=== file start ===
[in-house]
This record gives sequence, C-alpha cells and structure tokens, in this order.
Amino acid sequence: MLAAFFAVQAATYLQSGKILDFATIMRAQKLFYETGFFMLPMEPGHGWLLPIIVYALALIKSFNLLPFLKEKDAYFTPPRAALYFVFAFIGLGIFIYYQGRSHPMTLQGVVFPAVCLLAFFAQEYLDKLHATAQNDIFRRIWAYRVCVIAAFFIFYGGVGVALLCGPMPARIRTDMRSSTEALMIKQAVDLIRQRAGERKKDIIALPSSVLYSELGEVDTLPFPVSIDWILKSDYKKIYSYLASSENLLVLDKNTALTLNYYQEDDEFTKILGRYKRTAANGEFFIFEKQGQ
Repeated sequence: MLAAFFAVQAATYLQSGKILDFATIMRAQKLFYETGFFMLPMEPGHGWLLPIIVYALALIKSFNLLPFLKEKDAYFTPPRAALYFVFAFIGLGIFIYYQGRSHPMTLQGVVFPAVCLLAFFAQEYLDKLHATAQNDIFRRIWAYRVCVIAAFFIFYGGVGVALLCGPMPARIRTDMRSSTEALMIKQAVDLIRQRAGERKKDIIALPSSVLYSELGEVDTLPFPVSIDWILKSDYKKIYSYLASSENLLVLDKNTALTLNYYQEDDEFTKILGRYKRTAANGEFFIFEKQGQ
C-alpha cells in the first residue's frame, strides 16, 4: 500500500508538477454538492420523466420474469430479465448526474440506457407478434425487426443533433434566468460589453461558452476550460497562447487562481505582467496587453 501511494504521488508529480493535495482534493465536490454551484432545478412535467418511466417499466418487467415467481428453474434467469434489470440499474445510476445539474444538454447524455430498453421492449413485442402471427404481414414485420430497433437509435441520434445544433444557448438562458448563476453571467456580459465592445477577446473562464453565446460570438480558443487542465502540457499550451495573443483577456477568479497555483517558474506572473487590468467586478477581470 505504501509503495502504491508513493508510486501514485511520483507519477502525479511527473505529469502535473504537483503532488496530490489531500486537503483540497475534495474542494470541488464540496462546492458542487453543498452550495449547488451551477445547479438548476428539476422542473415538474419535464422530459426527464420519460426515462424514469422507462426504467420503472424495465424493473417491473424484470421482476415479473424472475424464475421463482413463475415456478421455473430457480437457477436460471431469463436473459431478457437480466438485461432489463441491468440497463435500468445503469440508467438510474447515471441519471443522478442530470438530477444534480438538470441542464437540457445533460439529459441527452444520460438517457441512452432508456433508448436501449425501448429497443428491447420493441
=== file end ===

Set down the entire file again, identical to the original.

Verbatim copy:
[in-house]
This record gives sequence, C-alpha cells and structure tokens, in this order.
Amino acid sequence: MLAAFFAVQAATYLQSGKILDFATIMRAQKLFYETGFFMLPMEPGHGWLLPIIVYALALIKSFNLLPFLKEKDAYFTPPRAALYFVFAFIGLGIFIYYQGRSHPMTLQGVVFPAVCLLAFFAQEYLDKLHATAQNDIFRRIWAYRVCVIAAFFIFYGGVGVALLCGPMPARIRTDMRSSTEALMIKQAVDLIRQRAGERKKDIIALPSSVLYSELGEVDTLPFPVSIDWILKSDYKKIYSYLASSENLLVLDKNTALTLNYYQEDDEFTKILGRYKRTAANGEFFIFEKQGQ
Repeated sequence: MLAAFFAVQAATYLQSGKILDFATIMRAQKLFYETGFFMLPMEPGHGWLLPIIVYALALIKSFNLLPFLKEKDAYFTPPRAALYFVFAFIGLGIFIYYQGRSHPMTLQGVVFPAVCLLAFFAQEYLDKLHATAQNDIFRRIWAYRVCVIAAFFIFYGGVGVALLCGPMPARIRTDMRSSTEALMIKQAVDLIRQRAGERKKDIIALPSSVLYSELGEVDTLPFPVSIDWILKSDYKKIYSYLASSENLLVLDKNTALTLNYYQEDDEFTKILGRYKRTAANGEFFIFEKQGQ
C-alpha cells in the first residue's frame, strides 16, 4: 500500500508538477454538492420523466420474469430479465448526474440506457407478434425487426443533433434566468460589453461558452476550460497562447487562481505582467496587453 501511494504521488508529480493535495482534493465536490454551484432545478412535467418511466417499466418487467415467481428453474434467469434489470440499474445510476445539474444538454447524455430498453421492449413485442402471427404481414414485420430497433437509435441520434445544433444557448438562458448563476453571467456580459465592445477577446473562464453565446460570438480558443487542465502540457499550451495573443483577456477568479497555483517558474506572473487590468467586478477581470 505504501509503495502504491508513493508510486501514485511520483507519477502525479511527473505529469502535473504537483503532488496530490489531500486537503483540497475534495474542494470541488464540496462546492458542487453543498452550495449547488451551477445547479438548476428539476422542473415538474419535464422530459426527464420519460426515462424514469422507462426504467420503472424495465424493473417491473424484470421482476415479473424472475424464475421463482413463475415456478421455473430457480437457477436460471431469463436473459431478457437480466438485461432489463441491468440497463435500468445503469440508467438510474447515471441519471443522478442530470438530477444534480438538470441542464437540457445533460439529459441527452444520460438517457441512452432508456433508448436501449425501448429497443428491447420493441